First hire: Cameron

Cam Cameron was named Ravens offensive coordinator yesterday, becoming new coach John Harbaugh's first and perhaps most important hire.

If Harbaugh wants to turn around the Ravens in the 2008 season, he'll need Cameron to revitalize an offense that has consistently ranked among the NFL's worst for a decade.


Before he was fired as head coach of the 1-15 Miami Dolphins three weeks ago, Cameron built a reputation for directing one of the NFL's most explosive attacks. In his last three seasons as the San Diego Chargers' offensive coordinator (2004-2006), the team finished in the NFL's top five in scoring, averaging 28.3 points a game.

"I know we're going to work hard and we've got a system that we like," Cameron said during a conference call yesterday. "I can't ever remember having to make a whole bunch of promises offensively. We're going to let our play speak for itself."


Cameron, 46, spent a couple of hours at Ravens headquarters yesterday before driving cross-country to pick up his family in San Diego, but he should have a familiarity with the team.

The Ravens have a similar look to the Chargers when Cameron was there, with a versatile running back, a Pro Bowl tight end, a receiving corps that lacks a playmaker, a developing offensive line and a question mark at quarterback.

In Cameron's final season with the Chargers, they ranked fourth in total offense (365 yards a game) and first in scoring (30.8 points).

"I think the good systems maximize the players that they have and continue to develop the guys that they have to work with," Cameron said. "To compare [players] probably wouldn't be fair, but I know I'm excited about the starting point that we have."

The only other candidate considered for the offensive coordinator's job was Philadelphia Eagles quarterbacks coach Pat Shurmur.

The Ravens' next move could be retaining Rex Ryan as defensive coordinator, an NFL source said.

The Atlanta Falcons last night hired Jacksonville Jaguars defensive coordinator Mike Smith as head coach, eliminating Ryan as a candidate for the position. Smith is a former Ravens assistant.

It is believed Ryan has been contacted by other teams about being a defensive coordinator, with the Washington Redskins being the most aggressive. But a league source said the Redskins have not requested permission from the Ravens to speak to Ryan.


Under NFL rules, the Ravens can block Ryan from making any move - other than for a head coaching job - because he has a year left on his contract.

"Rex has always told the Ravens that he doesn't want to be a defensive coordinator anywhere else," a team source said. "He wants to become a head coach."

Cameron, meanwhile, will inherit an offense that has ranked in the bottom half of the NFL in eight of the past nine seasons.

"Getting Cam makes this a very good day for the Ravens," Harbaugh said in a statement. "We share many of the same philosophies about the game: We're going to be tough, we're going to be exciting, we're going to be disciplined, and we're going to play really hard."

Cameron declined to comment on Ravens players, saying the evaluation process will take time. But he didn't seem to rule out Steve McNair at quarterback when asked how much he thought McNair had left.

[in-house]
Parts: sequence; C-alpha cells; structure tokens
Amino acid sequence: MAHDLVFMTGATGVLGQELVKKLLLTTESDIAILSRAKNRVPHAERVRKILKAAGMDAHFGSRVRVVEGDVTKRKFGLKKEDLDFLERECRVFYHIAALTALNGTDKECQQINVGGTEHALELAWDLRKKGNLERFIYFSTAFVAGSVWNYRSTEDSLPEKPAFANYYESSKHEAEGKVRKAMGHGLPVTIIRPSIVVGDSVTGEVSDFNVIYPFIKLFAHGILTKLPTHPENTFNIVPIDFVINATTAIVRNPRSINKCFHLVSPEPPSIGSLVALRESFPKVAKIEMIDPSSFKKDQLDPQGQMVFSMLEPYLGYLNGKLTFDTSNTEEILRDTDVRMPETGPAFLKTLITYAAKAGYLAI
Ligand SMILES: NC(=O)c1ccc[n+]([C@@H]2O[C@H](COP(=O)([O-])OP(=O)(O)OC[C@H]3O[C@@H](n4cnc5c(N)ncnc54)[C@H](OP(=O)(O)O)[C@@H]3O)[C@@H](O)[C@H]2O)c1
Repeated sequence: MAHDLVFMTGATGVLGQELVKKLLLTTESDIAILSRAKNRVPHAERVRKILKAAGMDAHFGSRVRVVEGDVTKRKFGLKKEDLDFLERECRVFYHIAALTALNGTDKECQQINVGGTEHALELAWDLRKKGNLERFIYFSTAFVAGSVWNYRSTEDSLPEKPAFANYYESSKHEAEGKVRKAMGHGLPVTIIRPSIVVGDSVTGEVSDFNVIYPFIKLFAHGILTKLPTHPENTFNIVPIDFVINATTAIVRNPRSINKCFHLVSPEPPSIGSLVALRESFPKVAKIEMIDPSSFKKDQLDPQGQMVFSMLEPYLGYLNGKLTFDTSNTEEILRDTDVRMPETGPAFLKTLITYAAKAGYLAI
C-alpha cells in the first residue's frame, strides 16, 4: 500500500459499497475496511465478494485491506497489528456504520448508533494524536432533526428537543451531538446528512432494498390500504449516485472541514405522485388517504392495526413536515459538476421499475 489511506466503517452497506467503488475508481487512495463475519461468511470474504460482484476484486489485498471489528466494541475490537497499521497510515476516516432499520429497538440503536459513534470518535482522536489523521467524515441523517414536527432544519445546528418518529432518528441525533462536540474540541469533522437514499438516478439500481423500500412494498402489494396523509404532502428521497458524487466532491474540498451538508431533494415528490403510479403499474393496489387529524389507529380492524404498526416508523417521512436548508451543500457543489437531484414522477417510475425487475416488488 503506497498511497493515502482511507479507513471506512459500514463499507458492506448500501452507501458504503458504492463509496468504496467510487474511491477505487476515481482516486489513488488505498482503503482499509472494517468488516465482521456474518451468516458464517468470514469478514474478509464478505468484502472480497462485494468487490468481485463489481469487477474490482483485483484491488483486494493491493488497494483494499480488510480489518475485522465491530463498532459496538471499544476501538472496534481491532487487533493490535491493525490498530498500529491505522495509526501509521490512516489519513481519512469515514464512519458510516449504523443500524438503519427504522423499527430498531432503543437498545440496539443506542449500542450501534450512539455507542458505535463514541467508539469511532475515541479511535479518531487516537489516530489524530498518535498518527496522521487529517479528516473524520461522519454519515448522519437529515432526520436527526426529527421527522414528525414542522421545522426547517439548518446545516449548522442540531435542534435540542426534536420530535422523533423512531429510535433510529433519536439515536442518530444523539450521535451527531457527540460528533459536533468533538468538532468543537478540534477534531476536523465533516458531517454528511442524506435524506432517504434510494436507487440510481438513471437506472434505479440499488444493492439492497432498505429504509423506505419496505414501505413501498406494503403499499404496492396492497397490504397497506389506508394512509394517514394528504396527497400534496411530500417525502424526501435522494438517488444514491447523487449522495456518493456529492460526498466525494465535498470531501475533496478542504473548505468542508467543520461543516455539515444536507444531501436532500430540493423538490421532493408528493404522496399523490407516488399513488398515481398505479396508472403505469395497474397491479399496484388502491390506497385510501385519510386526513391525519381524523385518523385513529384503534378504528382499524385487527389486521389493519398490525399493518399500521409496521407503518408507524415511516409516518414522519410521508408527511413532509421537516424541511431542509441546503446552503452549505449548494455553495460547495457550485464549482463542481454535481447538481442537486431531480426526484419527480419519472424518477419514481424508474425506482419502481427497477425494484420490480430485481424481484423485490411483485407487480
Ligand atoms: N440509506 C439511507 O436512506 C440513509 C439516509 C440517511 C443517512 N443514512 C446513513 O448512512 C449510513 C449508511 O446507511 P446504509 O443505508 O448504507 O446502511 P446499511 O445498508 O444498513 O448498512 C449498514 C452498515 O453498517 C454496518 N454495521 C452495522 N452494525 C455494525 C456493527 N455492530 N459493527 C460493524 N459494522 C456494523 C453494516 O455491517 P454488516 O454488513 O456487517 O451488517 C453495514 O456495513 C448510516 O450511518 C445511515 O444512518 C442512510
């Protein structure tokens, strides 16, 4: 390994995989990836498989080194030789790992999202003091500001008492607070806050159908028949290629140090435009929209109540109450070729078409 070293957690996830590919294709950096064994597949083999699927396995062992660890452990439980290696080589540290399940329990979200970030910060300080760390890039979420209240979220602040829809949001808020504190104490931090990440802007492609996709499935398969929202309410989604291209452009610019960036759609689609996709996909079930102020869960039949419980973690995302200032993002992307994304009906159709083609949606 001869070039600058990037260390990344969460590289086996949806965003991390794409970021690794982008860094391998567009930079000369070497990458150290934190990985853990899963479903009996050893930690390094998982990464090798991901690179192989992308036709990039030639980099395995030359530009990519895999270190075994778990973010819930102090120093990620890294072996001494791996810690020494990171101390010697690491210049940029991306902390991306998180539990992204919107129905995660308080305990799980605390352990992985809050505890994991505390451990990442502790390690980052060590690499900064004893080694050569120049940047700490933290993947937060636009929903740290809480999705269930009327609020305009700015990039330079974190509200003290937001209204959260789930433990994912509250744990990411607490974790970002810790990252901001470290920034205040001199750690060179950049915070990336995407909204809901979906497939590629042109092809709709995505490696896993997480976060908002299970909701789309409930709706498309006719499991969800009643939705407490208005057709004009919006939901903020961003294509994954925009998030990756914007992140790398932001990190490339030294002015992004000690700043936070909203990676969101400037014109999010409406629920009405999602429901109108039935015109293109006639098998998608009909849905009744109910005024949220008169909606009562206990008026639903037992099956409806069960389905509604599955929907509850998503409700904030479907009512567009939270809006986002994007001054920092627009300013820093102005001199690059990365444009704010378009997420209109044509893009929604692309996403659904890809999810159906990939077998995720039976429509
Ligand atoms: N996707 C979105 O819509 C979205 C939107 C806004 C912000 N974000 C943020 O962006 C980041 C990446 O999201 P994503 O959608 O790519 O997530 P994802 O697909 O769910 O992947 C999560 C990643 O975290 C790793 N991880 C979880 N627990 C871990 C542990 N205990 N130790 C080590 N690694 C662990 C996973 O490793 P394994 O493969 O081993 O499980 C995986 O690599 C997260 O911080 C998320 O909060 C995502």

Said Cameron: "I think the minute you start trying to predict that kind of stuff ... I know there were a lot of those predictions going around the last couple of years in Green Bay, and we all saw what happened."


Terms of Cameron's deal with the Ravens were not disclosed.

"In life, we all get stung on occasion," said Cameron, whose only NFL head coaching job lasted one season. "If you're in the NFL as a coach or a player long enough, you're going to get stung. The sting is going away."

One reason Cameron chose the Ravens was his connection with Harbaugh, which dates to his college coaching days. Harbaugh served as a defensive backs and special teams coach when Cameron was the head coach at Indiana in 1997.

Cameron, who will be the Ravens' play-caller, said Harbaugh is "extremely bright and one of the hardest-working coaches that I've been around. He's a great game-day coach and a great teacher. ...

"The players are going to enjoy playing for him, and the assistant coaches are going to enjoy working for him. He brings a team concept I'm excited about being a part of."


Sun columnist Mike Preston contributed to this article.


Full name: Malcolm Cameron

Age: 46

Born: Chapel Hill, N.C.

Playing career: Was a high school All-America quarterback in Terre Haute, Ind. Played football and basketball at Indiana under coaches Lee Corso and Bob Knight, respectively, until a knee injury ended his playing career. Graduated from Indiana in 1983 with a business degree.


College coaching career: Was wide receivers coach at Michigan from 1986 to 1989 before becoming quarterbacks and receivers coach there from 1990 to 1993. Was head coach at Indiana from 1997 to 2001.

NFL coaching career: Was Redskins quarterbacks coach from 1994 to 1996. Was Chargers offensive coordinator from 2002 to 2006. Was Dolphins head coach for 2007 season and was fired after team went 1-15.

Personal: He and his wife, Missy, have four children - sons Tommy, Danny and Christopher and daughter Elizabeth.